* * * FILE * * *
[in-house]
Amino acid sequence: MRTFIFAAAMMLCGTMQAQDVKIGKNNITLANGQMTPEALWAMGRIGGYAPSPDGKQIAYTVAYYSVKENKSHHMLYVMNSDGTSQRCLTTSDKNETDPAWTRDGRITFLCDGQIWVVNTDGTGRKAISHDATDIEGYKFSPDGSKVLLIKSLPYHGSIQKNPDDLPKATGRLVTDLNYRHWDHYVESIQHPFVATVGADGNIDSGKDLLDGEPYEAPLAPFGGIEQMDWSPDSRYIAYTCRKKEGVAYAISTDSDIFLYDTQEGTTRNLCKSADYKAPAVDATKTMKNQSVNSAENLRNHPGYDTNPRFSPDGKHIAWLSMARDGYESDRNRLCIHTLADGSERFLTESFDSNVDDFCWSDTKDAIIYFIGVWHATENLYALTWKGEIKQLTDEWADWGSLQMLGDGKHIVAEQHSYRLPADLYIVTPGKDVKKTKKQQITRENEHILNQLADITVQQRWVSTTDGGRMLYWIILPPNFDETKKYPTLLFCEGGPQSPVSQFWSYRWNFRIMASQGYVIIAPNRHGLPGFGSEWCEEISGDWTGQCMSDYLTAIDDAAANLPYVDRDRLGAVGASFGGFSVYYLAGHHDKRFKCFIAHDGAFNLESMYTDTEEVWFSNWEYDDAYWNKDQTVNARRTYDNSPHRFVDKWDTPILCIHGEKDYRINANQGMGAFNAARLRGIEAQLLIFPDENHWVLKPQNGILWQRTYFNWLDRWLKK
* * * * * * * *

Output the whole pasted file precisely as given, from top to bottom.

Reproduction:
[in-house]
Amino acid sequence: MRTFIFAAAMMLCGTMQAQDVKIGKNNITLANGQMTPEALWAMGRIGGYAPSPDGKQIAYTVAYYSVKENKSHHMLYVMNSDGTSQRCLTTSDKNETDPAWTRDGRITFLCDGQIWVVNTDGTGRKAISHDATDIEGYKFSPDGSKVLLIKSLPYHGSIQKNPDDLPKATGRLVTDLNYRHWDHYVESIQHPFVATVGADGNIDSGKDLLDGEPYEAPLAPFGGIEQMDWSPDSRYIAYTCRKKEGVAYAISTDSDIFLYDTQEGTTRNLCKSADYKAPAVDATKTMKNQSVNSAENLRNHPGYDTNPRFSPDGKHIAWLSMARDGYESDRNRLCIHTLADGSERFLTESFDSNVDDFCWSDTKDAIIYFIGVWHATENLYALTWKGEIKQLTDEWADWGSLQMLGDGKHIVAEQHSYRLPADLYIVTPGKDVKKTKKQQITRENEHILNQLADITVQQRWVSTTDGGRMLYWIILPPNFDETKKYPTLLFCEGGPQSPVSQFWSYRWNFRIMASQGYVIIAPNRHGLPGFGSEWCEEISGDWTGQCMSDYLTAIDDAAANLPYVDRDRLGAVGASFGGFSVYYLAGHHDKRFKCFIAHDGAFNLESMYTDTEEVWFSNWEYDDAYWNKDQTVNARRTYDNSPHRFVDKWDTPILCIHGEKDYRINANQGMGAFNAARLRGIEAQLLIFPDENHWVLKPQNGILWQRTYFNWLDRWLKK